The State Route 109 project is one of 10 Wilson County road projects funded through the IMPROVE Act, which the legislature passed last year. Upgrades to the road are set from Highway 70 north to Dry Fork Creek area and from north of Dry Fork Creek to the Sumner County line.

Construction started at Academy Road with a new interchange and will go south from the Cumberland River Bridge.

Schroer praised the work of Lynn on the project. Lynn said she’s been a staunch supporter of renovations on the roadway since she took office.

“It’s been a long time coming, and I thank God for today. We, now, just have to urge everyone please keep driving safely, look out for your neighbor, let someone out, let someone through and have patience,” Lynn said at the construction project’s kickoff event.

TDOT project supervisor Adam Vance outlined several aspects of the project to residents during a meeting in February, including expected lane shifts, road closures and safety measures, including a 10 mph speed limit reduction during construction.

Vance said traffic control and safety measures would be lifted from 5:30-9:30 a.m. and 3:30-6 p.m., as well as during holidays, special events and holiday weekends.

“Not too many days go by in our office that we don’t get a call at the courthouse about 109,” Hutto said at the kickoff. “For us, it is good for Mayor Holt and Sumner County and Wilson County. It’s good for the economic development that will happen along this road. It’s good for the traffic that will come through here. But, No. 1, it’s good for our citizens and visitors that will travel through here.”

Pressure from State Route 109 travelers and corridors on TDOT to improve the heavily traveled stretch of road has increased in recent years with the Nashville Area Metropolitan Planning Organization conducting a series of public workshops starting in 2014 to gather information and address concerns.

The number of vehicles that travel State Route 109 daily is expected to rise to about 44,890 by 2038. The roadway sees about 2,150 vehicles during peak hours, while truck traffic makes up 9 percent of the roadway traffic.

For more information on the $51 million State Route 109 widening project from U.S. 70 to the Cumberland River Bridge, visit tn.gov/tdot/projects/region-3/state-route-109-us-70-to-cumberland-river.html.

The Big Payback attracts most nonprofits in its 5-year history

NASHVILLE – A record number of area nonprofits are preparing for the Big Payback’s fifth-annual 24-hour online giving day.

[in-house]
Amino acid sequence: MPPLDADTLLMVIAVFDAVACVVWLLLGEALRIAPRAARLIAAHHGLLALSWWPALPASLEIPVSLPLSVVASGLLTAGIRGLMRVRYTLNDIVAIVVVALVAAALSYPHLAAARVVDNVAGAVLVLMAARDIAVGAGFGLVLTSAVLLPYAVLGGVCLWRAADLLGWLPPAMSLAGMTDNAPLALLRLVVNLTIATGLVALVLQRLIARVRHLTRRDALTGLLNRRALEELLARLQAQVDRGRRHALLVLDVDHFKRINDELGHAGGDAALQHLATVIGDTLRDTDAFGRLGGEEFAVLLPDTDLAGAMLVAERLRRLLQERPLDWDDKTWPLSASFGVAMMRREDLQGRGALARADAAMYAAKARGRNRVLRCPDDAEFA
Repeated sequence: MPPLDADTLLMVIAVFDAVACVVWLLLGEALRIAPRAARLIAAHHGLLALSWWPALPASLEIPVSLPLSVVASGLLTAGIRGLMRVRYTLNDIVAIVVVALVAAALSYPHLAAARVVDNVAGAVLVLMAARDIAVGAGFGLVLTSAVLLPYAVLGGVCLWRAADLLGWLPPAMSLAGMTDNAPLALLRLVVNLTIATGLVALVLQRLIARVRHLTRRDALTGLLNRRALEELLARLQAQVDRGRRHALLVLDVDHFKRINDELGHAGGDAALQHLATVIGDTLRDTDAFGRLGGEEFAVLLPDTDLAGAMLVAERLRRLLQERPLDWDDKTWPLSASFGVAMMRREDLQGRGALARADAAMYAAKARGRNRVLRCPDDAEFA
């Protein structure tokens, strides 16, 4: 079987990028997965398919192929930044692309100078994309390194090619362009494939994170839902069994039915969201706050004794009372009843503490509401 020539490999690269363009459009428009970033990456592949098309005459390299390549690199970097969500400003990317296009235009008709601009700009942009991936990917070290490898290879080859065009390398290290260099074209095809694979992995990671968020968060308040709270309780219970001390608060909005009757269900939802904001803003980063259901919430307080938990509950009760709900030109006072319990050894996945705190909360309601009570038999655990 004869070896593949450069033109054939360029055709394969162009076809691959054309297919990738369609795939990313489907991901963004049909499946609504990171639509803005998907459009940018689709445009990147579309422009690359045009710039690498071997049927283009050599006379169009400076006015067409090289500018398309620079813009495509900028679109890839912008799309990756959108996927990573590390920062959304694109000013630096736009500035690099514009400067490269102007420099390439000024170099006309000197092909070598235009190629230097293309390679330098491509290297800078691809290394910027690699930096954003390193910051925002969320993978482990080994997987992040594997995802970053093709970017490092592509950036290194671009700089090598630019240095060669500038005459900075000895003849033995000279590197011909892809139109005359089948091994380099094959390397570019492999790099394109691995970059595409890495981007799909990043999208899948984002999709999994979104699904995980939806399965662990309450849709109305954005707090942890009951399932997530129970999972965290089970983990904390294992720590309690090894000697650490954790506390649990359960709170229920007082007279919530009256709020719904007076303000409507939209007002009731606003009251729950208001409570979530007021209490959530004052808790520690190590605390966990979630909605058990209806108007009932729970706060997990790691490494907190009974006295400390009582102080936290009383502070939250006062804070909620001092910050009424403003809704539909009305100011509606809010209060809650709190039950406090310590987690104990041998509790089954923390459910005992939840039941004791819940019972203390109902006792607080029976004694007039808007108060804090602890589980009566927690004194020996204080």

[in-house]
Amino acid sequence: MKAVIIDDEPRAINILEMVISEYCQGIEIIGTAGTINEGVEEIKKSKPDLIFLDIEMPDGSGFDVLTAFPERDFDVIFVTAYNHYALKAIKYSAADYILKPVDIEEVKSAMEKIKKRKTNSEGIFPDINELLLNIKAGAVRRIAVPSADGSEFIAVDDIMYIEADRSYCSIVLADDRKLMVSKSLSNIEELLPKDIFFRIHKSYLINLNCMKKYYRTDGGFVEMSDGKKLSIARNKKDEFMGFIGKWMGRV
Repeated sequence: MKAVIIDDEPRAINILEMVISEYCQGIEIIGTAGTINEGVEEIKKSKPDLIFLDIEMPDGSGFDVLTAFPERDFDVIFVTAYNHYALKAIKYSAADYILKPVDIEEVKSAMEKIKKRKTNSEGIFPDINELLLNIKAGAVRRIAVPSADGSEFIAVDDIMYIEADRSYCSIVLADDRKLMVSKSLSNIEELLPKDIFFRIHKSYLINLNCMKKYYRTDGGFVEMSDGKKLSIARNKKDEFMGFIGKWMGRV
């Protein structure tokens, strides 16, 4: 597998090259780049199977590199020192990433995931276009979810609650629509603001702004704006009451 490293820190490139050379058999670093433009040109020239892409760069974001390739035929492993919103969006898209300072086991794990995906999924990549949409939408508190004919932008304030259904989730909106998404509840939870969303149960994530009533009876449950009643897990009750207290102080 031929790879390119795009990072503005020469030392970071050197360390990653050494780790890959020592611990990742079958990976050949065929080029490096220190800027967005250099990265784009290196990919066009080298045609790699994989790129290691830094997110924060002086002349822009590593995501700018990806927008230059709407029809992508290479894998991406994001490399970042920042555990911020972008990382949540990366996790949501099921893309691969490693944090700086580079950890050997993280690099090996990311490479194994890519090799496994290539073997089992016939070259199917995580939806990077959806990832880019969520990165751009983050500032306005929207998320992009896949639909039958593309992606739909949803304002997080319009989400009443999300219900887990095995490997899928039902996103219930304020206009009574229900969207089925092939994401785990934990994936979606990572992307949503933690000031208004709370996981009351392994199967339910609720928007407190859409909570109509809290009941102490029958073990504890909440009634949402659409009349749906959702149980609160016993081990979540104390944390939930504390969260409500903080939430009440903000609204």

A total of 902 Middle Tennessee nonprofits – including schools and religious institutions – from 35 counties will participate in the Big Payback, an initiative of the Community Foundation of Middle Tennessee, on Wednesday, May 2.

The record total includes 115 organizations that represent 23 counties that will be participate in the Big Payback for the first time. Categories include human services, education, community improvement, arts and culture, youth development, animal welfare, health, housing and shelter and the environment.

Wilson County organizations that will participate in the Big Payback include the 15th Judicial District Child Advocacy Center, Cedarcroft Home, Charis Health Center, Cumberland University, Down Syndrome Association of Middle Tennessee, Empower Me Center, Encore Theatre Co., Fellowship of Christian Athletes of Wilson County, Fiddlers Grove Historical Village, Friends of Cedars of Lebanon State Park, Generations of Grace’s the Faith Store, Healing Broken Vessels, Historic Lebanon, Leadership Middle Tennessee, Mid-Cumberland Community Action Agency, Mt Juliet Animal Shelter Volunteer Organization, Mt. Juliet Senior Activity Center, New Leash on Life, Old Friends Senior Dog Sanctuary, Prospect, Rest Stop Ministries, Scenic Tennessee, Sherry’s Run, Southern STARRS, the Joe Beretta Foundation, the Keith Edmonds Foundation, the Nathar Foundation, Tennessee Senior Olympics, United Way of Wilson County and the Upper Cumberland, Wilson Books from Birth, Wilson County Court-Appointed Special Advocates, Wilson County Civic League, Wilson County Community Foundation, Wilson County Community Help Center and Wilson County Salvation Army.

The Big Payback is a community-wide online giving day designed to give the public the opportunity to pay back the nonprofits. Starting May 2 at midnight, there will be 24 hours to make donations to a wide swath of participating local nonprofits at thebigpayback.org.

In its first four events, the Big Payback has helped organizations raise more than $9.3 million in donations, as well as foster 18,806 first-time gifts, making possible awareness of and solutions to pressing needs in the community.

“The Big Payback’s slogan is ‘live here, give here’ and provides an easy and fun way for our community to show our local pride and give back,” said Ellen Lehman, president of the Community Foundation of Middle Tennessee.